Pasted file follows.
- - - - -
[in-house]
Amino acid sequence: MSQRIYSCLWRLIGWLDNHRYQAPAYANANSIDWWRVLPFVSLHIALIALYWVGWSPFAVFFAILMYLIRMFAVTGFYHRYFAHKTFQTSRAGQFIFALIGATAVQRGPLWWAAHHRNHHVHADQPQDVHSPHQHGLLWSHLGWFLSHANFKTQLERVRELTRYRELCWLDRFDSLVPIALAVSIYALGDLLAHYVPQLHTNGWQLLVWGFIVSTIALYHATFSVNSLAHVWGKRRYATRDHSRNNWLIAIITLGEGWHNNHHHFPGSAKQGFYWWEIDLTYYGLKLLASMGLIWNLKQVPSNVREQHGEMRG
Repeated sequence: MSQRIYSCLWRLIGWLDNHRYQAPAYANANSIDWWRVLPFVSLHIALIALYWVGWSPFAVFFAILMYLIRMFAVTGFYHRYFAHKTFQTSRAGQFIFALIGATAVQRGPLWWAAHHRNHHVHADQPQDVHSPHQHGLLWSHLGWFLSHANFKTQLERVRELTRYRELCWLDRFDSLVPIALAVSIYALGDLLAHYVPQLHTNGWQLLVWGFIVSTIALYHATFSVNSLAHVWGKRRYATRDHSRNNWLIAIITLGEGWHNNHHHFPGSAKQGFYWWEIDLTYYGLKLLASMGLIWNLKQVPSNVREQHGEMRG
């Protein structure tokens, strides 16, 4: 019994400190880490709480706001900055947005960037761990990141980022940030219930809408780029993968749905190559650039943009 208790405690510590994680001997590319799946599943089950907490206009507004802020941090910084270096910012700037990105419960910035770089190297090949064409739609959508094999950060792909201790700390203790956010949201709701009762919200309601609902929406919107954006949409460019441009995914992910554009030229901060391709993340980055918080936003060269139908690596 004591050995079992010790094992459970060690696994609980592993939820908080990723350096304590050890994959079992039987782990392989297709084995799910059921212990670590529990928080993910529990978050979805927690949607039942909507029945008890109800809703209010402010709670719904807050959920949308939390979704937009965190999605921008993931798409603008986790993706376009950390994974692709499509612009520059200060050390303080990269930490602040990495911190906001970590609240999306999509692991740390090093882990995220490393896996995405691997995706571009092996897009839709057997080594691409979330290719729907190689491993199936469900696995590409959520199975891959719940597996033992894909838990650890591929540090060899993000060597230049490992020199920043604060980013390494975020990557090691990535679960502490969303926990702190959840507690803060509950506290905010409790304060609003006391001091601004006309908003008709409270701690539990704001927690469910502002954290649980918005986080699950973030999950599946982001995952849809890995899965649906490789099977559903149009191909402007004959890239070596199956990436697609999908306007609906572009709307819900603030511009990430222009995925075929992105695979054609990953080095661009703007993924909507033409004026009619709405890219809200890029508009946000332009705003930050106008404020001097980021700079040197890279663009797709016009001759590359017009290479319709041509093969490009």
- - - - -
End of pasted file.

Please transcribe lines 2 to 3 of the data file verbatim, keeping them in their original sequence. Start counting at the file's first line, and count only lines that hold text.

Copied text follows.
Amino acid sequence: MSQRIYSCLWRLIGWLDNHRYQAPAYANANSIDWWRVLPFVSLHIALIALYWVGWSPFAVFFAILMYLIRMFAVTGFYHRYFAHKTFQTSRAGQFIFALIGATAVQRGPLWWAAHHRNHHVHADQPQDVHSPHQHGLLWSHLGWFLSHANFKTQLERVRELTRYRELCWLDRFDSLVPIALAVSIYALGDLLAHYVPQLHTNGWQLLVWGFIVSTIALYHATFSVNSLAHVWGKRRYATRDHSRNNWLIAIITLGEGWHNNHHHFPGSAKQGFYWWEIDLTYYGLKLLASMGLIWNLKQVPSNVREQHGEMRG
Repeated sequence: MSQRIYSCLWRLIGWLDNHRYQAPAYANANSIDWWRVLPFVSLHIALIALYWVGWSPFAVFFAILMYLIRMFAVTGFYHRYFAHKTFQTSRAGQFIFALIGATAVQRGPLWWAAHHRNHHVHADQPQDVHSPHQHGLLWSHLGWFLSHANFKTQLERVRELTRYRELCWLDRFDSLVPIALAVSIYALGDLLAHYVPQLHTNGWQLLVWGFIVSTIALYHATFSVNSLAHVWGKRRYATRDHSRNNWLIAIITLGEGWHNNHHHFPGSAKQGFYWWEIDLTYYGLKLLASMGLIWNLKQVPSNVREQHGEMRG